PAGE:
If the World Gas Conference is the Olympics of the international gas sector – an analogy frequently tossed around on the event’s opening day on Monday – then the Kuala Lumpur edition is the equivalent of China’s Olympics.
The 25th World Gas Conference kicked off with great fanfare and flare, studded with traditional Malaysian dancers, fluttery white chandeliers lighting the evening gala and midnight fireworks reaching about halfway up the striking Petronas Towers.
With tall, slender Malaysian women welcoming and directing delegates into the dinner, dancers parading down the middle of the long room in perfectly synchronised steps and a band whose playlist ranged from local music to Adele, the whole affair was reminiscent of China’s opening ceremony in 2008 – albeit a little smaller.
“They’ve been setting this up for more than three months,” one taxi driver told Wildcat, pointing to the expansive white tents virtually connecting the Kuala Lumpur Conference Centre to the Mandarin Oriental Hotel with air conditioned cover - a necessary feature for a city where humidity hovers at around 80%.
“But Kuala Lumpur isn’t built for so much traffic,” the taxi driver added, sitting idle in a long line of taxis leaving the day’s events to prepare for the gala.
Still, taxi bottlenecks aside, the opening day highlighted the fact that this is Malaysia’s – and Asia’s – chance to shine. State-owned Petronas started the week with the ceremonial launch of its first LNG regasifier, for the first time allowing the company to import LNG while continuing to export.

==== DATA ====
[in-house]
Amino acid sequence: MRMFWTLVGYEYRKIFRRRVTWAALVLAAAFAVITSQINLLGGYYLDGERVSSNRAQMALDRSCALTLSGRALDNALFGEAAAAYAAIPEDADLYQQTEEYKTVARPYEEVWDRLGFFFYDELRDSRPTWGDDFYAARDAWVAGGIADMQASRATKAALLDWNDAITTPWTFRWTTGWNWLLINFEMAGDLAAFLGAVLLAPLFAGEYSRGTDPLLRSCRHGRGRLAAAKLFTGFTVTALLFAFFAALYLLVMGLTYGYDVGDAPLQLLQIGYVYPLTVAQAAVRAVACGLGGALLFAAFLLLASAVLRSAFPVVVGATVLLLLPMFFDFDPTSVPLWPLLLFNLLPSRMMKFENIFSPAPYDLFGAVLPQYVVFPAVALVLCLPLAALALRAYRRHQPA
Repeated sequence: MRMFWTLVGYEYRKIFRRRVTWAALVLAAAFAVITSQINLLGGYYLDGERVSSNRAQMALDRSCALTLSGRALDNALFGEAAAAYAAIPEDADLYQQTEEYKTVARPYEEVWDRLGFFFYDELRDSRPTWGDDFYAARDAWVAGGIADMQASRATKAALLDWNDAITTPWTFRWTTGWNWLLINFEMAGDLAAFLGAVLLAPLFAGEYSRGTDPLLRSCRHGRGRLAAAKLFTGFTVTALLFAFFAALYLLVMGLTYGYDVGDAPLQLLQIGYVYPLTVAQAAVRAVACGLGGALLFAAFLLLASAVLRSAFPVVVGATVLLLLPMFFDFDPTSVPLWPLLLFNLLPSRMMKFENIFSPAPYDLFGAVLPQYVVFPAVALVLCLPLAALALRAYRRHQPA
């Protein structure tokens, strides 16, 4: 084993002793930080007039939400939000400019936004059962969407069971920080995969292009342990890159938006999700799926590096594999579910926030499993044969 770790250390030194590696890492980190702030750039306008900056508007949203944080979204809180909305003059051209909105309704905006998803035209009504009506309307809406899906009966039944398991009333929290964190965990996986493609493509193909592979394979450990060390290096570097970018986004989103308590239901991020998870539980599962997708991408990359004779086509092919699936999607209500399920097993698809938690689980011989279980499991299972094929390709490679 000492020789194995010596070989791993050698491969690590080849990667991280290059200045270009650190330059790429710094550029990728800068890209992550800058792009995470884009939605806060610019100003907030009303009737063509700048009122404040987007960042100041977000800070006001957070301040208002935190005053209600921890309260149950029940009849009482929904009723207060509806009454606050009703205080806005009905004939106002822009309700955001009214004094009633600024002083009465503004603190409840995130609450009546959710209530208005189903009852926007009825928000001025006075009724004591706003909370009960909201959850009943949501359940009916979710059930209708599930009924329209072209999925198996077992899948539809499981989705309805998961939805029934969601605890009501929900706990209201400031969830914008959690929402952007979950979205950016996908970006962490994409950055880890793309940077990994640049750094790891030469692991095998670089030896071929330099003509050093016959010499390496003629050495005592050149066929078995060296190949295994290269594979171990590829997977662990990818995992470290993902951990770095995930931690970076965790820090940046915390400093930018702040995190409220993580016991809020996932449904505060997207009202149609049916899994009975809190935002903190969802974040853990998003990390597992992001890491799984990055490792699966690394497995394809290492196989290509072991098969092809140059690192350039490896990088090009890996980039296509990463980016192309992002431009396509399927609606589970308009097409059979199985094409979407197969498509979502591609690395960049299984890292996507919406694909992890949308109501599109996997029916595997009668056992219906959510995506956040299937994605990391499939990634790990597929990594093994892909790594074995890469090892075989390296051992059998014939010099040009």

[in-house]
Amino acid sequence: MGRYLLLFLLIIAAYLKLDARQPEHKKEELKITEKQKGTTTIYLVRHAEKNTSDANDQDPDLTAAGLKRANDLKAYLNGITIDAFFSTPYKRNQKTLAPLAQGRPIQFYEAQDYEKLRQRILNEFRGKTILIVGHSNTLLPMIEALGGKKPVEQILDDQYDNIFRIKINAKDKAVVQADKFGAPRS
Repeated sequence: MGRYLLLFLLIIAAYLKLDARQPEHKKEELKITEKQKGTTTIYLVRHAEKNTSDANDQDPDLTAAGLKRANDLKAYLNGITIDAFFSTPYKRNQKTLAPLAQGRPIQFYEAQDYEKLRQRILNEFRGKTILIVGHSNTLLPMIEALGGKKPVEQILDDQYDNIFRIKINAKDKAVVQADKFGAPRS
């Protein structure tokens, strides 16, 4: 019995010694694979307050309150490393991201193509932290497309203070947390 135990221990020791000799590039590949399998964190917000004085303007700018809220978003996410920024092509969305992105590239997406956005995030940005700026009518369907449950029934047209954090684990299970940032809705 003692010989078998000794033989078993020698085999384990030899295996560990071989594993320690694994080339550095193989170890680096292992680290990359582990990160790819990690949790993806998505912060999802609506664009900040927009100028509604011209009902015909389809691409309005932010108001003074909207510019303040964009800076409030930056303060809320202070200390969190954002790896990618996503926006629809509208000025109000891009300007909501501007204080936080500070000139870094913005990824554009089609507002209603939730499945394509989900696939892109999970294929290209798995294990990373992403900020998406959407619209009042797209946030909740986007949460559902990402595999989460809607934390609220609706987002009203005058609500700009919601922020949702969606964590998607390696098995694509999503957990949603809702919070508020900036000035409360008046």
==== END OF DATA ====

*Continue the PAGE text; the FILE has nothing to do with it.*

In their keynote addresses on Tuesday morning, Royal Dutch Shell Chief Executive Peter Voser and ExxonMobil Chief Executive Rex Tillerson stressed their companies’ focus on the Asian region as a destination for both exports and imports. Describing Qatar’s role in driving the LNG market’s growth over the past decade, Voser told delegates: “This is great news for Asia, as about 40% of that LNG from Qatar is reserved for the Asian market.”
Also illustrating the allure of Malaysia to gas heavyweights, one Australian delegate toldWildcat: “There’s about 500 of us here from Australia. At the last one there were about 10 of us.” The last World Gas Conference was held in Argentina in 2009.
As the Chinese Olympics have done for the London 2012 event, Kuala Lumpur’s show will likely put pressure on the next host, France, to up the ante in 2015. SS